When you come to a spiritual crossroads, the best advice is to follow in the footsteps of Berea.  This first century church urged their members to test everything they heard before reaching a conclusion.  Fact checking practices entailed combing through the Bible to determine if ideas, new teaching or theories were consistent with what the apostles taught.  Sometimes information is easy to decipher while other pieces take weeks. months or possibly years to grasp.  During a letter to Thessalonica, Paul reminds the people he visited to abstain from evil, 1 Thessalonians 5:21-22.  Although you will never know all the answers to life’s questions, at some point you have to start believing.

by Jay Mankus



God Doesn’t Play that Game

As a high school teacher of 10 years, I was shocked how negatively students viewed a snitch.  Whether you are an informer, tattle tale or tell the truth when asked a question, most class mates will treat you like a Benedict Arnold.  In the March 4th airing of Amish Mafia, the episode entitled De Rott portrayed a similar message, referring to a rat or snitch.  This term is associated with anyone who tells authorities outside of the Amish community about activities by their members.  John was shown privately meeting with a police officer from Lancaster County to save himself from going to jail, sharing information about potential illegal activities.  Hollywood has a history of covering this topic.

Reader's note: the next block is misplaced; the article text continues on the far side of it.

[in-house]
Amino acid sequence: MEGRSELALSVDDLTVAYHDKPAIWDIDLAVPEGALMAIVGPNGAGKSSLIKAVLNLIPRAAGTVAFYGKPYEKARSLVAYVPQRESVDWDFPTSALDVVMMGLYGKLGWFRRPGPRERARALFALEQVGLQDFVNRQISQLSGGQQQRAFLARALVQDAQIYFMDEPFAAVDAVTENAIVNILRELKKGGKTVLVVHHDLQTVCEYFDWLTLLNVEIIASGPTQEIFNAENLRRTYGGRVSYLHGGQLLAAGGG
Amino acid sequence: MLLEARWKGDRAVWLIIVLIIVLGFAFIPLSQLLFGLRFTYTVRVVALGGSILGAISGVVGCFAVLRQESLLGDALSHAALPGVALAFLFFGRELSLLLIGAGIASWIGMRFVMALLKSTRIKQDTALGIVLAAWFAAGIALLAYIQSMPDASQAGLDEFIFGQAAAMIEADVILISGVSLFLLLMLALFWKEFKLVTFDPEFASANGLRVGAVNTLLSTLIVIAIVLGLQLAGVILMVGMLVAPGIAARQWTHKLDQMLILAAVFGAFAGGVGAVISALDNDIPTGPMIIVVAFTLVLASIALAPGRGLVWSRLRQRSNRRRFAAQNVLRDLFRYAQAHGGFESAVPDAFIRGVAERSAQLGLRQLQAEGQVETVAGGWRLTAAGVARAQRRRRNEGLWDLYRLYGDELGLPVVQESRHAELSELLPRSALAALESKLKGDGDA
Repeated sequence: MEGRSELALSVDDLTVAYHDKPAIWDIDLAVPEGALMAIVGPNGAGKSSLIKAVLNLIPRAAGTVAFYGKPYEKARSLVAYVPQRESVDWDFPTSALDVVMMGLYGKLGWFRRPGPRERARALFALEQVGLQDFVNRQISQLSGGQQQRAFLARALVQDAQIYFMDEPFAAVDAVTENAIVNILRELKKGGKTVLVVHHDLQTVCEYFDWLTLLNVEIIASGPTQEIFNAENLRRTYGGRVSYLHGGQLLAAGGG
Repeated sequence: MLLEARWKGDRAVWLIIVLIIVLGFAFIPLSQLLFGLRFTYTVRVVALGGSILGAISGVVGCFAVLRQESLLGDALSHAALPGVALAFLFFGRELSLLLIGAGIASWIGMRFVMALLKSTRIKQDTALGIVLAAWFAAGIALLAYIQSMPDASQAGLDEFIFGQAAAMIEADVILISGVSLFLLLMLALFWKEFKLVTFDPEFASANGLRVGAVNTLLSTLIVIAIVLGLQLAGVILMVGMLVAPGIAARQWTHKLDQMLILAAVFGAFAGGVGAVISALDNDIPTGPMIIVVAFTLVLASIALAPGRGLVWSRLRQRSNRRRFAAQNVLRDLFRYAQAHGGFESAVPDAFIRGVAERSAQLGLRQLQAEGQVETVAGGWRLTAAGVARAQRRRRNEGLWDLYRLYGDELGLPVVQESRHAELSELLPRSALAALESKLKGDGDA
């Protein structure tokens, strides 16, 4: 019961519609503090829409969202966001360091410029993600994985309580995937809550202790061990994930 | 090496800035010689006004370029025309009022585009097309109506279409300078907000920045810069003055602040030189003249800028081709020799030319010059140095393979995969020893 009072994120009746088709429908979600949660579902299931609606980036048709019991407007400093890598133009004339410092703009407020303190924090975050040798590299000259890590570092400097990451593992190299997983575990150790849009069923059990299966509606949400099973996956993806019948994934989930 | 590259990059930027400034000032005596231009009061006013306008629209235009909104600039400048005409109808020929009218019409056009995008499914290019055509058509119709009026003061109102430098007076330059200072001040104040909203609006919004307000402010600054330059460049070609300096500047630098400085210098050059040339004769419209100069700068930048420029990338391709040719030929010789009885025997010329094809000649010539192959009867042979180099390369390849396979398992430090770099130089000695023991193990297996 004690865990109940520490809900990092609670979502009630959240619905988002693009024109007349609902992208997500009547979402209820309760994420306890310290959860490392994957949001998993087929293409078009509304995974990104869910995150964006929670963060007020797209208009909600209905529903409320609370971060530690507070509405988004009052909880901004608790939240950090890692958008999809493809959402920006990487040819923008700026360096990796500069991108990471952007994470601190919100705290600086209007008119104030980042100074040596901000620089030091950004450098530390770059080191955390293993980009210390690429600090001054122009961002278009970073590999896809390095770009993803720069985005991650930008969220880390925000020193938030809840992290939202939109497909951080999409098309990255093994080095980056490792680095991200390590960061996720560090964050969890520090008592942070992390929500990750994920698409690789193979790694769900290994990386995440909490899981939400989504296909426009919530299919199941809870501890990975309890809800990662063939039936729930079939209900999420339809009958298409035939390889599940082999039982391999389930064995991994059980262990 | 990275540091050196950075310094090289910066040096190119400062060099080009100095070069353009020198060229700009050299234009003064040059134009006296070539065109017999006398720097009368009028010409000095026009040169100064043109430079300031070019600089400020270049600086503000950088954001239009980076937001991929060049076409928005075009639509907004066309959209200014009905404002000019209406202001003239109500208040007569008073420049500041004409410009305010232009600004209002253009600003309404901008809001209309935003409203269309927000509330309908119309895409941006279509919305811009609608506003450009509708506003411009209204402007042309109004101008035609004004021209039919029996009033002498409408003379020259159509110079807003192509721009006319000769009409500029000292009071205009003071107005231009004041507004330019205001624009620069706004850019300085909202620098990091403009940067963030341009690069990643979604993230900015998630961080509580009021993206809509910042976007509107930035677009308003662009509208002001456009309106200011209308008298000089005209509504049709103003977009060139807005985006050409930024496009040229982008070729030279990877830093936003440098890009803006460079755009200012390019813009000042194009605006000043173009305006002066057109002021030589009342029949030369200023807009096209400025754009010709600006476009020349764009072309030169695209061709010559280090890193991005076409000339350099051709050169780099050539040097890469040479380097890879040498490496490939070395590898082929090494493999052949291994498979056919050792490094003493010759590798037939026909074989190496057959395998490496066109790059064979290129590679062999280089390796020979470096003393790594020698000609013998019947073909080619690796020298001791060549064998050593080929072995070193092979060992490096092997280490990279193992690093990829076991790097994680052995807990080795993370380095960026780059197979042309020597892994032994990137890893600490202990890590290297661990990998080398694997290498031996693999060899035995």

Brenden Fraser, Chris O’Donnell, Matt Damon and Ben Affleck starred in the 1992 film School Ties, a drama illustrating the strong ties one makes in a boarding school setting.  Brenden Fraser plays David Greene, a ringer quarterback who is recruited to bring a championship his season year.  As long as no one knew he was a Jew in an all boys Catholic school, he was one of the guys.  When the secret slipped out, his life changed, shunned by those who celebrated with him on the football field.  Considered a traitor, classmates accuse David of cheating on a mid-term exam, despite his own roommate seeing the real cheater.  When school ties form against David, only a miracle will save him from being expelled.

James 4:17 addresses a broad aspect of stitching and telling the truth.  The essential message brought forth in this passage urges followers of Jesus to do the right thing.  Whether its speaking out against an injustice or reaching out to someone in need, if you sit back without acting, you’re just as guilty as someone who blatantly sins.  Despite what our culture may think about snitching or telling the truth, God doesn’t play that game!  The Lord is waiting for people to stand in the gap on His behalf, Ezekiel 22:30.  In the end, strive to please God by putting your faith into action, 1 Thessalonians 4:1-2.